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Wed Dec 12, 2012, 01:05 PM

Federal Reserve to spend $45B a month to buy bonds, links rate hike to 6.5 pct. unemployment

Source: Washington Post

WASHINGTON The Federal Reserve will spend $45 billion a month to sustain an aggressive drive to keep long-term interest rates low. And it set a goal of keeping a key short-term rate near zero until unemployment drops below 6.5 percent.

The policies are intended to help an economy that the Fed says is growing only modestly with 7.7 percent unemployment in November.

The Fed said in a statement issued Wednesday that it will direct the money into long-term Treasurys to replace an expiring bond-purchase program. The new purchases will expand its investment portfolio, which has reached nearly $3 trillion.

The central bank will continue buying $40 billion a month in mortgage bonds. All told, its monthly bond purchases will remain $85 billion. They are intended to reduce already record-low long-term rates to encourage borrowing and accelerate growth.


Read more: http://www.washingtonpost.com/business/federal-reserve-wraps-up-2012-still-facing-high-unemployment-and-sub-par-economic-growth/2012/12/12/cea83aee-4419-11e2-8c8f-fbebf7ccab4e_story.html

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Reply Federal Reserve to spend $45B a month to buy bonds, links rate hike to 6.5 pct. unemployment (Original post)
brooklynite Dec 2012 OP
Roy Rolling Dec 2012 #1
RC Dec 2012 #2
cthulu2016 Dec 2012 #4
dixiegrrrrl Dec 2012 #8
cthulu2016 Dec 2012 #10
Wernothelpless Dec 2012 #3
cthulu2016 Dec 2012 #5
Dokkie Dec 2012 #7
dixiegrrrrl Dec 2012 #9
cthulu2016 Dec 2012 #11
Dokkie Dec 2012 #13
Morganfleeman Dec 2012 #14
dixiegrrrrl Dec 2012 #16
cthulu2016 Dec 2012 #6
Morganfleeman Dec 2012 #12
MrTriumph Dec 2012 #15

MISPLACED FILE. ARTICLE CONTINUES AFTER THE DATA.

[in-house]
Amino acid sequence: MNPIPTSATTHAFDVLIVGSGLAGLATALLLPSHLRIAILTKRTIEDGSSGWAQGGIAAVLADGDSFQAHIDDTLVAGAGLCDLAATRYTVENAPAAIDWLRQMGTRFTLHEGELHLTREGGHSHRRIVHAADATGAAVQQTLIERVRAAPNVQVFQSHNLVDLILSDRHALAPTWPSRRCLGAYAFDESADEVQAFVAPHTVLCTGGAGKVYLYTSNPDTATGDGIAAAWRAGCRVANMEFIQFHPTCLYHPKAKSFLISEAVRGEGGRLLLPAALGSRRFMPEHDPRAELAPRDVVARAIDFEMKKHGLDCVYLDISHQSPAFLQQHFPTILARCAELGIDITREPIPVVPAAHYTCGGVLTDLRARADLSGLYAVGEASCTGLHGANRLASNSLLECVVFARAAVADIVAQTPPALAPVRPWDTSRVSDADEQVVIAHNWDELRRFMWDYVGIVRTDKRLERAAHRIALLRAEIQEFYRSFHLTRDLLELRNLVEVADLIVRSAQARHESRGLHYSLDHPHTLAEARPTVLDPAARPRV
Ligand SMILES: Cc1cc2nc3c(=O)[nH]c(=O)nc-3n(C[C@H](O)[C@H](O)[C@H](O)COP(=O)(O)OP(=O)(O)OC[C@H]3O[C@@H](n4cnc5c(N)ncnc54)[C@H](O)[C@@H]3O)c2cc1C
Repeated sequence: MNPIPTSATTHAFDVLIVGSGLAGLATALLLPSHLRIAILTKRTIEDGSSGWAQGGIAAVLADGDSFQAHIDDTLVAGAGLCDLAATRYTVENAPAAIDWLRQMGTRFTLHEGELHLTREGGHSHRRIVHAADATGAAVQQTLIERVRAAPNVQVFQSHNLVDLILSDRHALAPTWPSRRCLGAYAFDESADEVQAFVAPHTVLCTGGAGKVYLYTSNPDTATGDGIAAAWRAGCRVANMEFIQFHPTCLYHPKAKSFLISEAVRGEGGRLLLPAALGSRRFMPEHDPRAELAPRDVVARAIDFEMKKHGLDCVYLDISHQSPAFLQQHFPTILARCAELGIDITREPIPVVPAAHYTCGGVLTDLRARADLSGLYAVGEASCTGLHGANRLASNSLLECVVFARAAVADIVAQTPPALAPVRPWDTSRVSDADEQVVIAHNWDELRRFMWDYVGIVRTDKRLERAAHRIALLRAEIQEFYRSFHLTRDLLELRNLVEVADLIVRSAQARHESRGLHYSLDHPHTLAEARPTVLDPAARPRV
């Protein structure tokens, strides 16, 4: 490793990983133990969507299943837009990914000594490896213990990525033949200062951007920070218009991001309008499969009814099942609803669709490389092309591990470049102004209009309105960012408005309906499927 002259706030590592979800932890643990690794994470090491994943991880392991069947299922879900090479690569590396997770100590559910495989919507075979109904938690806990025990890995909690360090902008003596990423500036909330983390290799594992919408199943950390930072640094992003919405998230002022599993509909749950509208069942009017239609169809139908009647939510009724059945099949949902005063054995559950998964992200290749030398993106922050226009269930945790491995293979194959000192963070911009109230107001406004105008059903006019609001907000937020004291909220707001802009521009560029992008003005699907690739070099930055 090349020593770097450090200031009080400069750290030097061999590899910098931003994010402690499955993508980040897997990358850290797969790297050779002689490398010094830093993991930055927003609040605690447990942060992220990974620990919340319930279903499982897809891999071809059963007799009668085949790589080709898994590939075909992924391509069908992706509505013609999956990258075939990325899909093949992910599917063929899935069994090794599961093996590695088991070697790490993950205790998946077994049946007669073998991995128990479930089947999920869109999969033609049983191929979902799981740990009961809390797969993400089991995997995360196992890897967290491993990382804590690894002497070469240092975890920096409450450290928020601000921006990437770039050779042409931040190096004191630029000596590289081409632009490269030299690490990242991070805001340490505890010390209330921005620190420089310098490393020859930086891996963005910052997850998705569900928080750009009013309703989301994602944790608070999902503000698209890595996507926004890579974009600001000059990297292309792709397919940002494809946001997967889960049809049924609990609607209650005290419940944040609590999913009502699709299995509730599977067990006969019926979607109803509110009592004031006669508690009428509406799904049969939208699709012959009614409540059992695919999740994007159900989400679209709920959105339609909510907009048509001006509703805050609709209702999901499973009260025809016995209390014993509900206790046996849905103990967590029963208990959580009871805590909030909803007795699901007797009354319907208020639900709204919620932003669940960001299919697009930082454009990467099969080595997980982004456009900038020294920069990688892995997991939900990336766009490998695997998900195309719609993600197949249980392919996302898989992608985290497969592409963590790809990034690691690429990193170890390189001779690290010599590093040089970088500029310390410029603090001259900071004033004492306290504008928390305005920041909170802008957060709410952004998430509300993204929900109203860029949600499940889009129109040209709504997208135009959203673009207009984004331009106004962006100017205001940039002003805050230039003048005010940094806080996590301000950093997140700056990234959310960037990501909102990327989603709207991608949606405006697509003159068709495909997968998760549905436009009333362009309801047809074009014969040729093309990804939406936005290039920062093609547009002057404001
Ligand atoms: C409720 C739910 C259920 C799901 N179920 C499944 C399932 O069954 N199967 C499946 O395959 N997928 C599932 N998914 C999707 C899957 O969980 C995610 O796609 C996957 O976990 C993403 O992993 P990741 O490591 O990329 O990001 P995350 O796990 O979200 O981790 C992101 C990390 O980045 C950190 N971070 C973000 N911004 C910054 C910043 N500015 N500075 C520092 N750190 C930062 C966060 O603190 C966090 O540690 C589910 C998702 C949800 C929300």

Response to brooklynite (Original post)

Wed Dec 12, 2012, 01:09 PM

1. Yay big banks!

If it's one thing gigantic banks need it's to borrow money from the federal government at zero percent to lend to credit card customers at 22%. God forbid they reduce that cash cow.

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Response to Roy Rolling (Reply #1)

Wed Dec 12, 2012, 02:07 PM

2. I think that is the real reason for what they are doing.

 

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Response to Roy Rolling (Reply #1)

Wed Dec 12, 2012, 02:16 PM

4. This is quite ignorant ^^^

The poster either thinks rates should be higher, or is just typing at random.

Either way, the sentiment is indefensible gibberish.

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Response to cthulu2016 (Reply #4)

Wed Dec 12, 2012, 02:48 PM

8. Has it been awhile since you read the terms of service?

The DU Community Standards state: "It is the responsibility of all DU members to participate in a manner that promotes a positive atmosphere and encourages good discussions among a diverse community of people holding a broad range of center-to-left viewpoints."

I don't think the poster deserves such a rude comment.

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Response to dixiegrrrrl (Reply #8)

Wed Dec 12, 2012, 03:40 PM

10. Is there a preferred synonym for ignorant?

If you want to find a better phrasing to explain that the poster is spouting hateful right-wing trash in some demented nut-left wrapper please phrase it however you want.

Do you think interest rates need to be higher? If so, you are an absolute idiot.

There are probably positions more evil, but it would be hard to find one dumber.

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Response to brooklynite (Original post)

Wed Dec 12, 2012, 02:11 PM

3. The next bubble ...

The bond market ... poof! ....

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Response to Wernothelpless (Reply #3)

Wed Dec 12, 2012, 02:17 PM

5. Thanks for spreading RW nonsense

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Response to cthulu2016 (Reply #5)

Wed Dec 12, 2012, 02:43 PM

7. Not because RW say it doesn't make it wrong

 

I hope you wake up and see the private bond buys are no longer buying our debt and all the action is from the FED. This is akin to a snake eating its own tail. At some point he will run out of tail to eat.